12 Days of Disability Rights: The right to privacy and freedom

This is part of our ‘12 Days of Disability Rights‘ series, a dozen challenges that DRO has stepped up to fight on behalf of our community and will continue pushing forward with your help.


All Americans have the right to privacy and self-determination. This includes the right to make decisions about one’s own body and one’s own life as well as freedom from abuse and coercion.

For people with disabilities, these rights are too often compromised by others who make decisions for them. These can be decisions about where a person lives, whether they work, how they spend their money, whether they get married or have children, or whether they vote.

We believe that every person should be supported to make as many of those choices as possible for themselves, rather than someone else making it for them.

For example, many people are placed under the protection of guardianship – usually an all-encompassing legal status that has lifelong implications for the person’s ability to make decisions for themselves. Our work in the last year included making sure that people were protected from unnecessary guardianships, by advising and representing people who did not need guardians because they were able to make decisions for themselves. We also pushed back against violations of human rights that treat  people with disabilities as less than equals in the media, in institutions and in the courts.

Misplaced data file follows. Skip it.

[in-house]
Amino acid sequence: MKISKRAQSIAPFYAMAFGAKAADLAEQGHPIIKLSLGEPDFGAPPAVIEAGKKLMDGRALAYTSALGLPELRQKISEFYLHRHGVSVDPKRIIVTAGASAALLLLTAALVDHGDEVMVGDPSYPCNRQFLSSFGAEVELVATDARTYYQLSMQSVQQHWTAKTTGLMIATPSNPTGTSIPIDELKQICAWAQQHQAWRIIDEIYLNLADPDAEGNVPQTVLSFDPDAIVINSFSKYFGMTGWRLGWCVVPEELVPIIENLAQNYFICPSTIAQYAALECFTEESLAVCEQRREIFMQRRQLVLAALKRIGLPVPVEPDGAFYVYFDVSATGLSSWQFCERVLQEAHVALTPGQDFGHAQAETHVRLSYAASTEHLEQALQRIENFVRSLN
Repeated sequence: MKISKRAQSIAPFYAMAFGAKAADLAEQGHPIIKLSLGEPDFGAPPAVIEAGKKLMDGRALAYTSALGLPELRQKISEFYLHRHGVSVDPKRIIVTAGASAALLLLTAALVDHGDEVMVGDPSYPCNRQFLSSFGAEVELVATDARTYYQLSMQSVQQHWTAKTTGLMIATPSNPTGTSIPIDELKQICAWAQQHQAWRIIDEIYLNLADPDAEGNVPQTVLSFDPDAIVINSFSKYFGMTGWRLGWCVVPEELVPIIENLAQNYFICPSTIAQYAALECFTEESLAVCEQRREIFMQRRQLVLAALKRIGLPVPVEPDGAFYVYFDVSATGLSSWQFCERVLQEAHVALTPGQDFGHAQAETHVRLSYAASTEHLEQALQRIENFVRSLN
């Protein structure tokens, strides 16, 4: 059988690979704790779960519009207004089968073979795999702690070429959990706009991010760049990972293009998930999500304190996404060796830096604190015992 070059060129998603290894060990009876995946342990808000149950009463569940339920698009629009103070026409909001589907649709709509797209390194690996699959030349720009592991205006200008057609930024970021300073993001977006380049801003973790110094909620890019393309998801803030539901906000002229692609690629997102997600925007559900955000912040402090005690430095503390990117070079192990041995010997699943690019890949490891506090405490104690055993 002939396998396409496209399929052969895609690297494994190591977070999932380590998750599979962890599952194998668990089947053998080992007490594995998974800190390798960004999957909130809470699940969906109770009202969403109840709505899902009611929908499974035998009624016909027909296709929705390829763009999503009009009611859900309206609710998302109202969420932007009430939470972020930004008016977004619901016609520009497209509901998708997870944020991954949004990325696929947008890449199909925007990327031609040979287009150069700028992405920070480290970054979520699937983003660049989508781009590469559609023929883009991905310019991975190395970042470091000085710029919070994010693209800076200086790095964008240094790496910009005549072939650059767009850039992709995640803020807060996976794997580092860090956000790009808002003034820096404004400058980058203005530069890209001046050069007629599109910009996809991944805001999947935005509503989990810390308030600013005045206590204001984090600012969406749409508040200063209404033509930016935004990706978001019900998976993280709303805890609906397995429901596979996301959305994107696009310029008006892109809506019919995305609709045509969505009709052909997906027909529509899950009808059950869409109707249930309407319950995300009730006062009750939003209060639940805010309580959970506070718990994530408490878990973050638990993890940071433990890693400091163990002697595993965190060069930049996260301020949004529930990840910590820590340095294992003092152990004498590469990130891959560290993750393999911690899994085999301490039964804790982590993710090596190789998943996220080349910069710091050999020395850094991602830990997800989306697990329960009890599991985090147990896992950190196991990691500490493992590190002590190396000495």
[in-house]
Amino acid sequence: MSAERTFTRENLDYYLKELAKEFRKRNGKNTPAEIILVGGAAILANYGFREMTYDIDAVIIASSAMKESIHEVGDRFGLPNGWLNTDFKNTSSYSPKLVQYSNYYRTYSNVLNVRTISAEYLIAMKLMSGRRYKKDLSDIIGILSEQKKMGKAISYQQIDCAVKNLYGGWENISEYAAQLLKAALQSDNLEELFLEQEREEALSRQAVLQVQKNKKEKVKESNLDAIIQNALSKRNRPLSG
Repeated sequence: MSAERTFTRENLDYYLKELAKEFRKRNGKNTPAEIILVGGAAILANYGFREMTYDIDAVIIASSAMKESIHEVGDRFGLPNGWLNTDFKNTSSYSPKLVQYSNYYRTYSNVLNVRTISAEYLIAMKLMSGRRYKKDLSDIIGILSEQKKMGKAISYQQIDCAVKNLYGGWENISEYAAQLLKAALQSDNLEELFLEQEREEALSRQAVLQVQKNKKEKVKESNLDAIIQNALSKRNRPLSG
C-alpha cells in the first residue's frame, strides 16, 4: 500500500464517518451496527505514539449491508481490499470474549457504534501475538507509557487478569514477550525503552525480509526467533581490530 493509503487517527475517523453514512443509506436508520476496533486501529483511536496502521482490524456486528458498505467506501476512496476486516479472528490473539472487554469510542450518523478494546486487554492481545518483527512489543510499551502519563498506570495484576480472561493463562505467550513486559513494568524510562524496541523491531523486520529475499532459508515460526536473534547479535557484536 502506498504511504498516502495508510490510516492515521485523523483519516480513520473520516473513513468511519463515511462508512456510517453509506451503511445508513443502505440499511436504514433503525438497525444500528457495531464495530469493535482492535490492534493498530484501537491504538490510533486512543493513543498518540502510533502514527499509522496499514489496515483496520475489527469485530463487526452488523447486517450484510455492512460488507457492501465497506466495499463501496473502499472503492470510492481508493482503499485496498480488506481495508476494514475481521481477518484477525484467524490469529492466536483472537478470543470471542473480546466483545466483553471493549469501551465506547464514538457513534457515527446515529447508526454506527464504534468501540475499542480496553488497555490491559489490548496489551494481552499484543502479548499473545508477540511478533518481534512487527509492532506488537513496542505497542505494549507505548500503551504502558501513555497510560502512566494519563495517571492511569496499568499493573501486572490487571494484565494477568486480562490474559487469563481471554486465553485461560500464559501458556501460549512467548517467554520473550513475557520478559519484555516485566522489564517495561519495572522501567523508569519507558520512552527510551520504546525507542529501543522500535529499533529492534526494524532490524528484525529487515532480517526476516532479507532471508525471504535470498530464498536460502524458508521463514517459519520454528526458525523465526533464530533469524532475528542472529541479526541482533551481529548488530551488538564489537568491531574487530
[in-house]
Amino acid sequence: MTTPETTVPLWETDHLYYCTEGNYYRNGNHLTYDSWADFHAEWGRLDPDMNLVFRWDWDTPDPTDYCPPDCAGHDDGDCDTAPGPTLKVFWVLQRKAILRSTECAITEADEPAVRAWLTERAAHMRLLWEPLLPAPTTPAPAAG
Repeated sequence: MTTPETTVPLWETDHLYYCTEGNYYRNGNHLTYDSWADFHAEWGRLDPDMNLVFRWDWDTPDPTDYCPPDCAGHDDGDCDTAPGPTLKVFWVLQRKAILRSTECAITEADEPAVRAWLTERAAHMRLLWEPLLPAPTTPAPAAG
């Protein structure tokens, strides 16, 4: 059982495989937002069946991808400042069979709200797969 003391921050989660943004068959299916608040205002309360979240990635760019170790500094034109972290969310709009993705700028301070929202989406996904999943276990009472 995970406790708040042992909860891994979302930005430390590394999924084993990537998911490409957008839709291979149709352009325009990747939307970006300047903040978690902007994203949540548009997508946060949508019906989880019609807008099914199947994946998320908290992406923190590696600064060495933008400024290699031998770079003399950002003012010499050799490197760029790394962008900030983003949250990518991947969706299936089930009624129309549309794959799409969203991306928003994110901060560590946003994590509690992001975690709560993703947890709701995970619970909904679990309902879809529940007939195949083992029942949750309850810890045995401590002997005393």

All too often, the right of individuals to live free from abuse and neglect is violated. When people are abused, we step in to provide protection and advocacy. This can range from assisting a client to contact necessary state protection services, to doing our own investigations of serious abuse and neglect.

We also take steps to protect victims of abuse from further abuse. This year, we advocated to make sure that abuse survivors who are automatically registered to vote through the Oregon Motor Voter program will be able to protect their personal information from becoming public record and available to their abuser.

Over 800,000 Oregonians who have a disability are at risk of losing their right to make their own choices. Please consider a tax-deductible $80 donation to keep our work going.

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Check our 12 Days of Disability Rights series every day in December for updates.

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